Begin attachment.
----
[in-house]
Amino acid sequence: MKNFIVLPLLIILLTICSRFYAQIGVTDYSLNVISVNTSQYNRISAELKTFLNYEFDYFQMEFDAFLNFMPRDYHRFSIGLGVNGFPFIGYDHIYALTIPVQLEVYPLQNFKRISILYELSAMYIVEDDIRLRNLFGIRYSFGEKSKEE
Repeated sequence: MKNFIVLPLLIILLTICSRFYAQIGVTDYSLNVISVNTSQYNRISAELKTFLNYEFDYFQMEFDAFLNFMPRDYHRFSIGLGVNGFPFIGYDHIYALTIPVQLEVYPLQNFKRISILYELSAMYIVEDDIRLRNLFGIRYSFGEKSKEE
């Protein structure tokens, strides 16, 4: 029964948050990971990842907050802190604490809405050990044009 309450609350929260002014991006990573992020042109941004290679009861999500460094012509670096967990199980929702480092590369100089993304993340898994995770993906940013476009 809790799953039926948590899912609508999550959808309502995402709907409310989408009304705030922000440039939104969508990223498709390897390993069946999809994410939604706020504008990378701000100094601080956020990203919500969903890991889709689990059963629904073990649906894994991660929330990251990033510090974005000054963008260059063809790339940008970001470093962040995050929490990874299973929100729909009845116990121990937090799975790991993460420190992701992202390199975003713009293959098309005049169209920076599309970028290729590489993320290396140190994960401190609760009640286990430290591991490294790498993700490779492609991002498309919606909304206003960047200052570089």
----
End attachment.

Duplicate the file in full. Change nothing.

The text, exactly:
[in-house]
Amino acid sequence: MKNFIVLPLLIILLTICSRFYAQIGVTDYSLNVISVNTSQYNRISAELKTFLNYEFDYFQMEFDAFLNFMPRDYHRFSIGLGVNGFPFIGYDHIYALTIPVQLEVYPLQNFKRISILYELSAMYIVEDDIRLRNLFGIRYSFGEKSKEE
Repeated sequence: MKNFIVLPLLIILLTICSRFYAQIGVTDYSLNVISVNTSQYNRISAELKTFLNYEFDYFQMEFDAFLNFMPRDYHRFSIGLGVNGFPFIGYDHIYALTIPVQLEVYPLQNFKRISILYELSAMYIVEDDIRLRNLFGIRYSFGEKSKEE
């Protein structure tokens, strides 16, 4: 029964948050990971990842907050802190604490809405050990044009 309450609350929260002014991006990573992020042109941004290679009861999500460094012509670096967990199980929702480092590369100089993304993340898994995770993906940013476009 809790799953039926948590899912609508999550959808309502995402709907409310989408009304705030922000440039939104969508990223498709390897390993069946999809994410939604706020504008990378701000100094601080956020990203919500969903890991889709689990059963629904073990649906894994991660929330990251990033510090974005000054963008260059063809790339940008970001470093962040995050929490990874299973929100729909009845116990121990937090799975790991993460420190992701992202390199975003713009293959098309005049169209920076599309970028290729590489993320290396140190994960401190609760009640286990430290591991490294790498993700490779492609991002498309919606909304206003960047200052570089």